The refrain from Thomas Hood’s nineteenth century poem “The Haunted House” stands out not only because it appears about halfway through Slow West, John Mclean’s darkly funny reverie of a western, but because its final line—“The place is Haunted!”—breaks the iambic pentameter the poem employs throughout the rest of its eighty-five stanzas. Such a break jars the listener out of the steady rhythm they’ve been lulled into and calls abrupt attention to whatever the line proclaims. It’s a fitting reference in Slow West, a film whose moments of flashbang severity disrupt the steady gait of a young man’s westward quest for redemption and grace within a world reluctant to give them.
It’s haunted, the place we wind our way through. The barren plains and pined mountains of 1870 Colorado are unforgiving to Jay Cavendish (Kodi Smit-McPhee), a teenaged Scottish patrician who, anguished in unrequited love and unresolved guilt, ventures through the wild American West for another chance to win over Rose (Caren Pistorius), a commoner’s daughter who back in Scotland had playfully rebuffed Jay’s declaration of love. “These violent delights have violent ends,” she’d told him (quoting Romeo & Juliet) with a smile and a sisterly nudge. But to Jay it’s a gut-punch, and it clearly haunts him when we meet him: lying on a blanket beside an extinguished campfire, stargazing, calling out constellations by name and pinpointing their stars with his revolver. He seems to be harnessing the heavens to his quest. The scene calls to mind the first stanza of Hood’s “The Haunted House”:
Some dreams we have are nothing else but dreams, Unnatural, and full of contradictions; Yet others of our most romantic schemes Are something more than fictions.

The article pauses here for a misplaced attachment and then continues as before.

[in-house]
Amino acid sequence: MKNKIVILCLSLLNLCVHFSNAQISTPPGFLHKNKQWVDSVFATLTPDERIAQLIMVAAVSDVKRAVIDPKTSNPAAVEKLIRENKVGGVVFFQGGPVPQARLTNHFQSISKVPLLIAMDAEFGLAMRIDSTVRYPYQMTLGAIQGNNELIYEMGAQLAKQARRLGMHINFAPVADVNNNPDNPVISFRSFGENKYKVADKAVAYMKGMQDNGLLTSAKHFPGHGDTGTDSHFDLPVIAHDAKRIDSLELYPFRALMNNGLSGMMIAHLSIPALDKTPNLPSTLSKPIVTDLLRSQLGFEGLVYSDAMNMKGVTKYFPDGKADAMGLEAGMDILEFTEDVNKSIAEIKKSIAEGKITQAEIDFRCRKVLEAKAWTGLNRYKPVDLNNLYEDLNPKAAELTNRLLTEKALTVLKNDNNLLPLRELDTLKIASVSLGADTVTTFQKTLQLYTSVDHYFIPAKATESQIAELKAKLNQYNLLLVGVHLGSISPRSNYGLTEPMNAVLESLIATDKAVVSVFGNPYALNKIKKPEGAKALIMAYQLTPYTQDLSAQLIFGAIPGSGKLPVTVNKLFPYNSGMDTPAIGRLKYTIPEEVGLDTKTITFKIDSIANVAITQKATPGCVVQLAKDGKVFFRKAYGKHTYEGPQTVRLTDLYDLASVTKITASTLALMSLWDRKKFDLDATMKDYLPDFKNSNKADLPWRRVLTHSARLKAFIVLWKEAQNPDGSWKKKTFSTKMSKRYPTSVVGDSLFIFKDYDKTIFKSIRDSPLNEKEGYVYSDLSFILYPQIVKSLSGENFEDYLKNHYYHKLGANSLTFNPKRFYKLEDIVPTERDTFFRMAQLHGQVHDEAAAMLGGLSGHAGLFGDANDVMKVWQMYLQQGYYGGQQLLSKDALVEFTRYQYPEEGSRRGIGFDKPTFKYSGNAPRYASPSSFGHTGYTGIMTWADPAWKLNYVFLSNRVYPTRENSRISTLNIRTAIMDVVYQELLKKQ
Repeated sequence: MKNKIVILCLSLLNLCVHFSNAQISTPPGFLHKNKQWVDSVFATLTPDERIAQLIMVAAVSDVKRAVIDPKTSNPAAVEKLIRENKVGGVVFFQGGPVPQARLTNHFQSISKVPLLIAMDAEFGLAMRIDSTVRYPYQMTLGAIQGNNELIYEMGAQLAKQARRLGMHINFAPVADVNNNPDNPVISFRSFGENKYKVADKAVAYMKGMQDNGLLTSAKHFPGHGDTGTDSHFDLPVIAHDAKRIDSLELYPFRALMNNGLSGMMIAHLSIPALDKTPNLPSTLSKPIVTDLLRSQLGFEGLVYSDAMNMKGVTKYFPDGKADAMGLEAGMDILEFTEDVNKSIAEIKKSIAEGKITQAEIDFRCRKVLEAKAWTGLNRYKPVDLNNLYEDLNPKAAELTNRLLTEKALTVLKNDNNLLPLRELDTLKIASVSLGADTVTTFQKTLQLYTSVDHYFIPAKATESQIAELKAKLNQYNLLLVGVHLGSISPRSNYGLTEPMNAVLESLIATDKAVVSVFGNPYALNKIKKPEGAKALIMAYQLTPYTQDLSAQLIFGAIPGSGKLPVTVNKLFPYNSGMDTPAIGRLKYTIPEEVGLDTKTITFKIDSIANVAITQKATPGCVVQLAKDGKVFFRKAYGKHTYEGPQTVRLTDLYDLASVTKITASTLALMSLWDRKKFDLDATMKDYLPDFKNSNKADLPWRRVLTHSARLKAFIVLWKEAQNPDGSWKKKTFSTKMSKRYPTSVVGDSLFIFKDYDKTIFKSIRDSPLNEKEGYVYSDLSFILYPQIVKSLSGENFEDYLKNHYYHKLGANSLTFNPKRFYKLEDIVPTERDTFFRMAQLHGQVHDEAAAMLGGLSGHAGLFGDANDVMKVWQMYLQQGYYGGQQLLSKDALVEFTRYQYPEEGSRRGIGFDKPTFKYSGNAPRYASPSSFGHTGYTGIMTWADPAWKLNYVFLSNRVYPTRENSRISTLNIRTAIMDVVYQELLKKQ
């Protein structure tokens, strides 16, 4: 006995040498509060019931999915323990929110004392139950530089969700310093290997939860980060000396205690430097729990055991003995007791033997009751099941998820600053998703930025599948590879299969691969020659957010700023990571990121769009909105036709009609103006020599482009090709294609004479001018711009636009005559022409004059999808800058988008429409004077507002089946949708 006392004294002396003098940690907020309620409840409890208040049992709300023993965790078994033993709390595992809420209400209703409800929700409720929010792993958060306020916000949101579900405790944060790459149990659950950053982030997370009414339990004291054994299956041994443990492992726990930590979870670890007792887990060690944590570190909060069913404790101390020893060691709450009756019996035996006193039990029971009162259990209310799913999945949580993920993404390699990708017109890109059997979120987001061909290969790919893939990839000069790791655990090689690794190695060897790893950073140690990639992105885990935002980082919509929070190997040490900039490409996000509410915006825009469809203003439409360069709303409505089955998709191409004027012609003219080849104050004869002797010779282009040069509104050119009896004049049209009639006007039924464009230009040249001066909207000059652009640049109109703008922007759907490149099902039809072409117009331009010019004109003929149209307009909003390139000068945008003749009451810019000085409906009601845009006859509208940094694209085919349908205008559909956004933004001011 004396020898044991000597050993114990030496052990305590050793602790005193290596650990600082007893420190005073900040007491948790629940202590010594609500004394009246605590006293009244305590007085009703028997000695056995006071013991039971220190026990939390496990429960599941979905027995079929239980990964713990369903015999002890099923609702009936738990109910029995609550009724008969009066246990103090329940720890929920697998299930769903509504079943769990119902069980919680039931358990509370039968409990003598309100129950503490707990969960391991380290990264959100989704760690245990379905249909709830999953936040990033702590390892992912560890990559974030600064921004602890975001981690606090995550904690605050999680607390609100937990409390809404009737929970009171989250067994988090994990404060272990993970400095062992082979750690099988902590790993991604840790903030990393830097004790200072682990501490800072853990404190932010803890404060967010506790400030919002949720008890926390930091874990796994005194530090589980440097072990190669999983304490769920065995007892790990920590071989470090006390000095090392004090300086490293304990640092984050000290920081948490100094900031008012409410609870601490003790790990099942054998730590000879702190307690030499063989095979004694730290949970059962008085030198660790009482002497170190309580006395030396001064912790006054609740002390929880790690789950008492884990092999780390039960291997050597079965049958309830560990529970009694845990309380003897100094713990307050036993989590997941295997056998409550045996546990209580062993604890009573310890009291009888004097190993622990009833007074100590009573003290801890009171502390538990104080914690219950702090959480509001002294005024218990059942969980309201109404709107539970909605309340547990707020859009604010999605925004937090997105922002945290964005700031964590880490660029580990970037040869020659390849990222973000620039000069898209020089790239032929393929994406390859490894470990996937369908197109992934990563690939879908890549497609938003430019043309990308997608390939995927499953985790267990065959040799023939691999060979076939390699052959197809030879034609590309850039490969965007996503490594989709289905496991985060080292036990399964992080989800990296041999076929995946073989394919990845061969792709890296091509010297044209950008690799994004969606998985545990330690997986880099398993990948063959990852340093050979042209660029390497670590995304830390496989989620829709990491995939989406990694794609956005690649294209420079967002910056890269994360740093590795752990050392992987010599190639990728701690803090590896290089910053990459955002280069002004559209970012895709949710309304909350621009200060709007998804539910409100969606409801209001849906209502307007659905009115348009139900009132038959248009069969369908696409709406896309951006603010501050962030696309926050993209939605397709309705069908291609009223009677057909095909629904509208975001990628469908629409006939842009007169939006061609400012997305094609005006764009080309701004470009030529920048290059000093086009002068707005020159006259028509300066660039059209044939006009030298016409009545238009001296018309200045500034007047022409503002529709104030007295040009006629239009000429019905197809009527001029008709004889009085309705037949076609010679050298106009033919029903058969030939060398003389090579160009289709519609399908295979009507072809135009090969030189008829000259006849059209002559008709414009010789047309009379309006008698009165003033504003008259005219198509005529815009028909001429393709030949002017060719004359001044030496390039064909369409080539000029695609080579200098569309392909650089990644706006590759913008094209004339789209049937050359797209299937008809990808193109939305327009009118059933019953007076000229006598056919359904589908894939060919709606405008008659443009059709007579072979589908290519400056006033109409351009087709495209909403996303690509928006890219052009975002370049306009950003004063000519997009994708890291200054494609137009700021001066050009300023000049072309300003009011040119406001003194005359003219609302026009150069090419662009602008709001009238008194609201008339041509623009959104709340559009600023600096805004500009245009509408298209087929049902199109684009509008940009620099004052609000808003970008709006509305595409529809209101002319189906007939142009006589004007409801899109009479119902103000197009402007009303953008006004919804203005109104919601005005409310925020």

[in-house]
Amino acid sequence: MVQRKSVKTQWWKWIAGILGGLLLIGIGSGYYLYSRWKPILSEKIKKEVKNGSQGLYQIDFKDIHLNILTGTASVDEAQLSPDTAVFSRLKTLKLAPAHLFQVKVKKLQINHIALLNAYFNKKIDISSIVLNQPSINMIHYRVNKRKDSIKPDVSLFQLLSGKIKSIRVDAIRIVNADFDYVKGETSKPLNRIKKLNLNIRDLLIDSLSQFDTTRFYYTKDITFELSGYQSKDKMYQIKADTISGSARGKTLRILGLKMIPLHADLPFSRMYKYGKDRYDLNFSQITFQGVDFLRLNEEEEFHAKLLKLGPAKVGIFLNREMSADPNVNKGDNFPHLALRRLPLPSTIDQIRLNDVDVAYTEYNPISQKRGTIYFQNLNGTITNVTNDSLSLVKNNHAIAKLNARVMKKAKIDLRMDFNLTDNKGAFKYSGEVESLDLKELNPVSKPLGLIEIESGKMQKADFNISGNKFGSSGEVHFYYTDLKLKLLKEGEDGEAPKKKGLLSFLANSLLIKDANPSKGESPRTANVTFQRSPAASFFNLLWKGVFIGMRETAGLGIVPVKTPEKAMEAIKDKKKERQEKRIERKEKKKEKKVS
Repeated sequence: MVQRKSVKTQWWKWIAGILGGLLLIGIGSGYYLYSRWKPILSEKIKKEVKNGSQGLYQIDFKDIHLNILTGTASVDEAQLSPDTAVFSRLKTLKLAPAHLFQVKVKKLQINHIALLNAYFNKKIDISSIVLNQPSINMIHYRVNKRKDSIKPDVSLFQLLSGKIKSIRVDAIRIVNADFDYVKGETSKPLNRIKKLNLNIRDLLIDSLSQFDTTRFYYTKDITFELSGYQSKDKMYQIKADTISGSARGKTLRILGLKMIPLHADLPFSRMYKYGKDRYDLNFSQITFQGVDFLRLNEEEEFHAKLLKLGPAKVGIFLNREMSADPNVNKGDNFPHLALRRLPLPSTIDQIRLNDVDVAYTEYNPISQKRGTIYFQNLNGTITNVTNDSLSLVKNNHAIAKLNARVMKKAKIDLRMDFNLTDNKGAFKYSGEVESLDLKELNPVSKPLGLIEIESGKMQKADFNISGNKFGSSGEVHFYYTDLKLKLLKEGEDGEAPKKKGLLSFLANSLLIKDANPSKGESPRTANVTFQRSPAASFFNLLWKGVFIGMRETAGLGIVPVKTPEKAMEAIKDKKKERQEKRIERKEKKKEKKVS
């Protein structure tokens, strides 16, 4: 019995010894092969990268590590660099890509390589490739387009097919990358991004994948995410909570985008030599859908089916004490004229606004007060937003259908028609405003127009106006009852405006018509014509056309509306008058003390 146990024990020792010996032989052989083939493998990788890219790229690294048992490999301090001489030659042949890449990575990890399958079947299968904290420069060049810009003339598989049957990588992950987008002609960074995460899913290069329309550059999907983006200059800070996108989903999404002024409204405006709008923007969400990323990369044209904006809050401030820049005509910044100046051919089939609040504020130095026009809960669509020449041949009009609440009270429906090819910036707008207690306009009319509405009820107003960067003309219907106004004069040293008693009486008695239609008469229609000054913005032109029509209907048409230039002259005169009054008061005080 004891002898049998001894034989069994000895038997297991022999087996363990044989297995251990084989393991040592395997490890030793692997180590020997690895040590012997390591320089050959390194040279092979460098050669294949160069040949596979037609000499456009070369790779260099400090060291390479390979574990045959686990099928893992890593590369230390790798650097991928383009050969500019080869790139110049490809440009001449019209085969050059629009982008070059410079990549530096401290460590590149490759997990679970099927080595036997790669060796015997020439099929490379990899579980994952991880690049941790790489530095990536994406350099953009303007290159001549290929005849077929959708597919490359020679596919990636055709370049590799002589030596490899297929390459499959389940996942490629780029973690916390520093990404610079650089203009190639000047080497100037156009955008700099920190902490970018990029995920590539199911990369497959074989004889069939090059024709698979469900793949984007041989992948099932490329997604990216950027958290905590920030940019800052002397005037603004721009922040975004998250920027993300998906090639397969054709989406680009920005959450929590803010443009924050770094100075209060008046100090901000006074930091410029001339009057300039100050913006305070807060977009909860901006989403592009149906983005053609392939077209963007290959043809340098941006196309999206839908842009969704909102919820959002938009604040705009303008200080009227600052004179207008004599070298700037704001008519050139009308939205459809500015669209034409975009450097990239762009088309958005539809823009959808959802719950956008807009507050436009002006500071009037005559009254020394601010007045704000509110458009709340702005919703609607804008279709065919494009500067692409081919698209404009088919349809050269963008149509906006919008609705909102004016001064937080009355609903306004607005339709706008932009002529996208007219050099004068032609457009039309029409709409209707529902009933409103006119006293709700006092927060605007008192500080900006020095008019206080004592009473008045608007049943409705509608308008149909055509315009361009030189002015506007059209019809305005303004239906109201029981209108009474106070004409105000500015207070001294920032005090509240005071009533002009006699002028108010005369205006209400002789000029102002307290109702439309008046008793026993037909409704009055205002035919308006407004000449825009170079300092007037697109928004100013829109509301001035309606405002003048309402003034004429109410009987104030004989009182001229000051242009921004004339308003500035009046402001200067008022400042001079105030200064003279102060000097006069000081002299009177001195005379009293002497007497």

This serves as a kind of establishing shot for what follows, both in the poem and the film, where the characters’ dreams of every kind often presage reality like violent premonitions.
Jay trudges on alone through rough terrain and the smoldering remains of torched Indian camps, haunted by memories of Rose and his role in her forced exile. Soon, finding himself in a harrowing spot, a cloaked mystery man—later revealed as the bounty hunter Silas Selleck, himself an immigrant from the British Isles played by Michael Fassbender—relieves Jay of this precarious situation and elects himself (for a fee) chaperone of this vulnerable boy.
So westward they go together on a plodding course, Jay suspicious of Silas’ motives and Silas, a taciturn mercenary, irritated by Jay’s starry-eyed chatter. Quickly the dynamic between them reveals itself when Silas asks about Rose:
“She’s a beauty,” Jay says. “And she does not waste words. They tumble out, wit following wisdom.”
“You haven’t bedded her, have you?” Silas responds with a chuckle.
“You’re a brute,” Jay retorts.
A brute, it turns out, who learns something Jay doesn’t while stopping at a trading post: that Rose and her father have a $2,000 bounty on their heads, dead or alive, for what they fled their homeland for. Perfect fodder for a bounty hunter being led right to his prey.
But along the way the facade of Silas’ gruff exterior, forged by the toil of surviving the West’s hardscrabble life, begins to crack. He grows fond of Jay. Of his innocence, of his willingness to brave a new unknown world for the sake of unlikely love. And soon, after fixating on the pencil sketch of Rose on her “Wanted” poster, he grows fond of her too, or at least the idea of her and the idyllic life she could represent.